ISSUE 3 · FALL 2009
Ambulance for the Selkie
ELIZA C. WALTON
The day I remembered I came from the sea, I was sitting at my kitchen table, mulling.
My cat was a kitten then. She shredded the cotton drapes I made for my living room window. (I do all my living there. It’s a studio apartment.) Bored, hungry, she ate bits of floor, batted a small, spongy, red ball.
That morning she pawed her toy toward me. It rolled along the linoleum, wobbling in the creases where the joins came unglued and shuddering on tiny teeth marks, right up the table leg, hugged the underhang, mounted the flat top, approached my elbow—planted at a right angle—navigated those intersecting bones, then my wrist, and stopped on my pointer knuckle.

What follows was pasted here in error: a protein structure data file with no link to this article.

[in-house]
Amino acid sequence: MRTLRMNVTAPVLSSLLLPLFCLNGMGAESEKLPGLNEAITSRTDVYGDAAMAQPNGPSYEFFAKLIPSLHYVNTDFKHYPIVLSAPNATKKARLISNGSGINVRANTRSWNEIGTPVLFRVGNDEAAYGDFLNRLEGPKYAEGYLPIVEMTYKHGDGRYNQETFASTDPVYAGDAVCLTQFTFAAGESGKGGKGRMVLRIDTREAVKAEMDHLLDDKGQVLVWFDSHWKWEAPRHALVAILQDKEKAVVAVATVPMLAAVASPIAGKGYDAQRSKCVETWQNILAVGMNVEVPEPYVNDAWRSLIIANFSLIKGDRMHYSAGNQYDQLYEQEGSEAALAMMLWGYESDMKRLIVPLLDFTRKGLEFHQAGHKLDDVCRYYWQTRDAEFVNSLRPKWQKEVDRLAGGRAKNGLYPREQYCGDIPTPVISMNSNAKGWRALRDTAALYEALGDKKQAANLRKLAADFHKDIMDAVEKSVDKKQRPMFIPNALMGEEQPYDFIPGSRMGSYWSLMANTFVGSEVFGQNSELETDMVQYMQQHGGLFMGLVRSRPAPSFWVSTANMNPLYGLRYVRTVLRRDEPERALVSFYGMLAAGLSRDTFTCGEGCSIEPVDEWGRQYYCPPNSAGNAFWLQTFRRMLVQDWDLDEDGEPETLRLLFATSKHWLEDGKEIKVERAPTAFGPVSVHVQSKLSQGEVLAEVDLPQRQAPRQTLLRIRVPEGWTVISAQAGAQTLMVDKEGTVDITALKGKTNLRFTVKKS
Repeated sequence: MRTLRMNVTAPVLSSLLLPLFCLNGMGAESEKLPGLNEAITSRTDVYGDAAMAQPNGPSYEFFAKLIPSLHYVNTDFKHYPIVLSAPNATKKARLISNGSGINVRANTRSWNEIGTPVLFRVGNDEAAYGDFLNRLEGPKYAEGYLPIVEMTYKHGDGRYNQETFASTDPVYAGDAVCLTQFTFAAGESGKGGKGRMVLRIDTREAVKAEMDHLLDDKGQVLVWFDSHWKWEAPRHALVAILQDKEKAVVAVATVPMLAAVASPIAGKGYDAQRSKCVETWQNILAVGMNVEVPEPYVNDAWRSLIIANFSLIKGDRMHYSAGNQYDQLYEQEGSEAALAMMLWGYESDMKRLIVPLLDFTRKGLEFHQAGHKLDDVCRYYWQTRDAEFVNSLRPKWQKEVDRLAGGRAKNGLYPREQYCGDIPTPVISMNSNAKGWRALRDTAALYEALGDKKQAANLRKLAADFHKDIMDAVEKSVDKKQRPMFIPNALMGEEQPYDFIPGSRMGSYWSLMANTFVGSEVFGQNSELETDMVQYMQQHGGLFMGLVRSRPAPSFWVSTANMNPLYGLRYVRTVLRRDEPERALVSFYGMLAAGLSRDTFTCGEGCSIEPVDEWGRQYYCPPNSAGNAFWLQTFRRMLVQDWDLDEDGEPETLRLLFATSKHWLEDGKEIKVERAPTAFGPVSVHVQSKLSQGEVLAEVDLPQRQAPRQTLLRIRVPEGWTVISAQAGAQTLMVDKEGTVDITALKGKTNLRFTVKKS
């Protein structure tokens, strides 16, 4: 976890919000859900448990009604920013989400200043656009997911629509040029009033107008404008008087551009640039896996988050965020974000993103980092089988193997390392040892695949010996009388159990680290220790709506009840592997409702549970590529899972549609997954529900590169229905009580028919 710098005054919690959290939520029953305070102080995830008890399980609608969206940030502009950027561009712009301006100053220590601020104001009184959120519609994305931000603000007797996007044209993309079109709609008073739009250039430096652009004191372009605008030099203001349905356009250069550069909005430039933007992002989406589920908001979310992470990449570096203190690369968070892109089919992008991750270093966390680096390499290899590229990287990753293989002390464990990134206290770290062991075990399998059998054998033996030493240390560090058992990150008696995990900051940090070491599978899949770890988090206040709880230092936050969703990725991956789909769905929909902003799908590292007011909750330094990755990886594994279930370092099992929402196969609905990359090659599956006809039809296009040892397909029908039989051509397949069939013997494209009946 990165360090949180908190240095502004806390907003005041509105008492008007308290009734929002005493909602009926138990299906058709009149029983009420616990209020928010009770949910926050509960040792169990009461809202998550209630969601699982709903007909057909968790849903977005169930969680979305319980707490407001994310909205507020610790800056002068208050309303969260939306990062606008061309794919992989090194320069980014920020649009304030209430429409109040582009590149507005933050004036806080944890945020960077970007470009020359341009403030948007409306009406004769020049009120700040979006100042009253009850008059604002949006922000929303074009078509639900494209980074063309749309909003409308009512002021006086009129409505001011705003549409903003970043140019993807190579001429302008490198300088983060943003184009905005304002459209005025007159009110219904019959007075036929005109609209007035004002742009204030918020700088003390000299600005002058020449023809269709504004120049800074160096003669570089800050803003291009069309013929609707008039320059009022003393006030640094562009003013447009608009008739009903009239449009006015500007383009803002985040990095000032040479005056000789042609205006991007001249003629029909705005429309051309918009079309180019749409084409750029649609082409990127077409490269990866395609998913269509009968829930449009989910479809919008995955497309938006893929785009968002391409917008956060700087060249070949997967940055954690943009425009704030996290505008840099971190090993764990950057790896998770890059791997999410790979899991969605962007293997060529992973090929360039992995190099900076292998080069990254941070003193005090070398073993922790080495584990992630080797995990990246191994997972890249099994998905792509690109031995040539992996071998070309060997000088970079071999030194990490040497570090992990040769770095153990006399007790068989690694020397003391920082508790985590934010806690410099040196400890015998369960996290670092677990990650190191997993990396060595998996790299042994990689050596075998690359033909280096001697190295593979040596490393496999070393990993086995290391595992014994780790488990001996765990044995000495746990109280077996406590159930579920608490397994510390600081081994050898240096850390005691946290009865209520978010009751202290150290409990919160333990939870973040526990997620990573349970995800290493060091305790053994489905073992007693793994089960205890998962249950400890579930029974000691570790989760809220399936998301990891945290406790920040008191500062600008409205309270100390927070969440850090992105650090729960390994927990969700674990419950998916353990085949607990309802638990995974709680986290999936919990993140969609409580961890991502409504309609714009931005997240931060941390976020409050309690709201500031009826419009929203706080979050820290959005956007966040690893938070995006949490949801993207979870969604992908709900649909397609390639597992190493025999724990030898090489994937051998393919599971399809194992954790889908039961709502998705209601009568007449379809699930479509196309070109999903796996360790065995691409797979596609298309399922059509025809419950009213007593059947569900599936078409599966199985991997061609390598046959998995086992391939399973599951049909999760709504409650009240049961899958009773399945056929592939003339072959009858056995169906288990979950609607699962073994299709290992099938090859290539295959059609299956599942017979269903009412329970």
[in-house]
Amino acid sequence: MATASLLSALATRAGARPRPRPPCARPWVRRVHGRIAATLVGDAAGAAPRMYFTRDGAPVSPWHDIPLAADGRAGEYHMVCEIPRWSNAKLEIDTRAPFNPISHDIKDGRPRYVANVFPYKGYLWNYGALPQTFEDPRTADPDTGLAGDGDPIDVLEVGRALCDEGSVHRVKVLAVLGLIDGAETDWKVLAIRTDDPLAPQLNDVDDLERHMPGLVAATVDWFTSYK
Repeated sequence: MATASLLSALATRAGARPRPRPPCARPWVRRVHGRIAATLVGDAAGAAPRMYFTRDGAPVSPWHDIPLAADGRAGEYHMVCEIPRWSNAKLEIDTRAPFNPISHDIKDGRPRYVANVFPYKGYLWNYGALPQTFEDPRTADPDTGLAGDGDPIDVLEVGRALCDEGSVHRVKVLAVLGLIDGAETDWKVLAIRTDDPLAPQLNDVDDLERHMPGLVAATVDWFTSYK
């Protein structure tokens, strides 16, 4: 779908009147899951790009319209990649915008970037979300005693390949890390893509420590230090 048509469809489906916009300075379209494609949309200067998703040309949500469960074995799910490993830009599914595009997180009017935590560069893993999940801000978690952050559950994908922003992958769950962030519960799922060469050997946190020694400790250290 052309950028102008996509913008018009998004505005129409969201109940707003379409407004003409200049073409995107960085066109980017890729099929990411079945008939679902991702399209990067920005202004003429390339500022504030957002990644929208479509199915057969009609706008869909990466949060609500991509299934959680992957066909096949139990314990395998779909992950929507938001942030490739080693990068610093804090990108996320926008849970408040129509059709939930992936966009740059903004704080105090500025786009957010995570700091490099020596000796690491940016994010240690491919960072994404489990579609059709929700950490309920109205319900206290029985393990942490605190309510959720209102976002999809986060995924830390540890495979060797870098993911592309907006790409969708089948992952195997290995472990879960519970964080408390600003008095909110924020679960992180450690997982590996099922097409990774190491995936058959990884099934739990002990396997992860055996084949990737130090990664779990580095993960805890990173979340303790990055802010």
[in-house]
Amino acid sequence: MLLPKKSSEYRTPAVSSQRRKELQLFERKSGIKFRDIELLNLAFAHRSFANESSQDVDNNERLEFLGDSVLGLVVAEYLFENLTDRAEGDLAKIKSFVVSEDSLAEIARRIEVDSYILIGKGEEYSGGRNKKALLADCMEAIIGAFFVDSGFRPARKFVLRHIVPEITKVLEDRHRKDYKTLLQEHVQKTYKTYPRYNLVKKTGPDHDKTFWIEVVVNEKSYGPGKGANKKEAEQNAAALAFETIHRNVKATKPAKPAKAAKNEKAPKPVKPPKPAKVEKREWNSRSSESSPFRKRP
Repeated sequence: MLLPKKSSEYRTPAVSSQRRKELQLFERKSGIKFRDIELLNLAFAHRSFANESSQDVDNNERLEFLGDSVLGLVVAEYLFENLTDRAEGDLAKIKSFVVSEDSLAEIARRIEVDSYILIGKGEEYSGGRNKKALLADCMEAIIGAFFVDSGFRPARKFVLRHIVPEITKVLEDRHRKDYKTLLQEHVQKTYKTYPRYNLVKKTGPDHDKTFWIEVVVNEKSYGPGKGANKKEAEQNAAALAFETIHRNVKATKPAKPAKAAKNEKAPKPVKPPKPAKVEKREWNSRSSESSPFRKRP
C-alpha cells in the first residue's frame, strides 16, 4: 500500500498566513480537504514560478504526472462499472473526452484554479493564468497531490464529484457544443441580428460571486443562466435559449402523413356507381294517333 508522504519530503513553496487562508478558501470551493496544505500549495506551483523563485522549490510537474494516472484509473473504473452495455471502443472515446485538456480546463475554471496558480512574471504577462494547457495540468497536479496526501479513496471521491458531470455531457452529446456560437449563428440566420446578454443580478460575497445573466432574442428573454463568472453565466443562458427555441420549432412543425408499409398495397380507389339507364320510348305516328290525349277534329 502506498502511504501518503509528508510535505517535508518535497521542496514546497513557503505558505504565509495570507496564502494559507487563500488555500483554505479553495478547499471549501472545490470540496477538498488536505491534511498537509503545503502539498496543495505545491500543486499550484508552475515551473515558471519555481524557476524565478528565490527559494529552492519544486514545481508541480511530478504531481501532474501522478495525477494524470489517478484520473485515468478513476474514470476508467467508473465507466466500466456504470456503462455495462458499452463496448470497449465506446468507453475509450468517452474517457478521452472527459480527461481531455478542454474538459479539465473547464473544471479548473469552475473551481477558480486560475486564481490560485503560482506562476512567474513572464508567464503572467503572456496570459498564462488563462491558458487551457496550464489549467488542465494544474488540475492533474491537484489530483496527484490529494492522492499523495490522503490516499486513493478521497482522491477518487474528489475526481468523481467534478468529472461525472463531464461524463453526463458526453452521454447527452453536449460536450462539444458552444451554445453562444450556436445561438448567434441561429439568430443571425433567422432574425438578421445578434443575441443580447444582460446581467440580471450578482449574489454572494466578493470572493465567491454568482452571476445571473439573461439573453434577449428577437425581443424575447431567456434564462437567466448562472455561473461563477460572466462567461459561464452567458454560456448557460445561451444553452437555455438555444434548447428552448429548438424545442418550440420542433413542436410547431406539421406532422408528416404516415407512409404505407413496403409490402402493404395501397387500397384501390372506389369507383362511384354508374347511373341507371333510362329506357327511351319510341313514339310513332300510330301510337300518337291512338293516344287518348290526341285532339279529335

Below, I heard a gull cry. I raised my finger high. Watched the red ball spin.